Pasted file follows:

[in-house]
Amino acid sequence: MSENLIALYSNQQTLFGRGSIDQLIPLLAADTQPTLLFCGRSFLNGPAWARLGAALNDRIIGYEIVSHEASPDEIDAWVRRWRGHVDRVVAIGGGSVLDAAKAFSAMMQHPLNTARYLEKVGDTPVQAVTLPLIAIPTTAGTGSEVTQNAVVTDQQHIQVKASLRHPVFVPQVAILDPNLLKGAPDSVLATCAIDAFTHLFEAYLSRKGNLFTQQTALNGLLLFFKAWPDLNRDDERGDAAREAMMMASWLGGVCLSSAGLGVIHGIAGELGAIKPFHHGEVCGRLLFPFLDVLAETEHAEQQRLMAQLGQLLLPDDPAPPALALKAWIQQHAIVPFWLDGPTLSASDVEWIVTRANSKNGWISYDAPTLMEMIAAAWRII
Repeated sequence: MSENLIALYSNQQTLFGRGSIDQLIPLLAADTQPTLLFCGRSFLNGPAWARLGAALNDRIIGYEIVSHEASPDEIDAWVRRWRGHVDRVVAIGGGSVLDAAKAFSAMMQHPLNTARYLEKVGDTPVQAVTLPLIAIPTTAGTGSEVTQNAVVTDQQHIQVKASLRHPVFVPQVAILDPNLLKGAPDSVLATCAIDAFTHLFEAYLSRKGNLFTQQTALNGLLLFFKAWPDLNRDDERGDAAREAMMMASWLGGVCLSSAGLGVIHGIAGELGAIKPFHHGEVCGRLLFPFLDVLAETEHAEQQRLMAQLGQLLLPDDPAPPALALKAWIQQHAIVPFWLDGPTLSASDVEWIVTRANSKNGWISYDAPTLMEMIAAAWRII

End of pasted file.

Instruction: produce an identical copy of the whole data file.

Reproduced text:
[in-house]
Amino acid sequence: MSENLIALYSNQQTLFGRGSIDQLIPLLAADTQPTLLFCGRSFLNGPAWARLGAALNDRIIGYEIVSHEASPDEIDAWVRRWRGHVDRVVAIGGGSVLDAAKAFSAMMQHPLNTARYLEKVGDTPVQAVTLPLIAIPTTAGTGSEVTQNAVVTDQQHIQVKASLRHPVFVPQVAILDPNLLKGAPDSVLATCAIDAFTHLFEAYLSRKGNLFTQQTALNGLLLFFKAWPDLNRDDERGDAAREAMMMASWLGGVCLSSAGLGVIHGIAGELGAIKPFHHGEVCGRLLFPFLDVLAETEHAEQQRLMAQLGQLLLPDDPAPPALALKAWIQQHAIVPFWLDGPTLSASDVEWIVTRANSKNGWISYDAPTLMEMIAAAWRII
Repeated sequence: MSENLIALYSNQQTLFGRGSIDQLIPLLAADTQPTLLFCGRSFLNGPAWARLGAALNDRIIGYEIVSHEASPDEIDAWVRRWRGHVDRVVAIGGGSVLDAAKAFSAMMQHPLNTARYLEKVGDTPVQAVTLPLIAIPTTAGTGSEVTQNAVVTDQQHIQVKASLRHPVFVPQVAILDPNLLKGAPDSVLATCAIDAFTHLFEAYLSRKGNLFTQQTALNGLLLFFKAWPDLNRDDERGDAAREAMMMASWLGGVCLSSAGLGVIHGIAGELGAIKPFHHGEVCGRLLFPFLDVLAETEHAEQQRLMAQLGQLLLPDDPAPPALALKAWIQQHAIVPFWLDGPTLSASDVEWIVTRANSKNGWISYDAPTLMEMIAAAWRII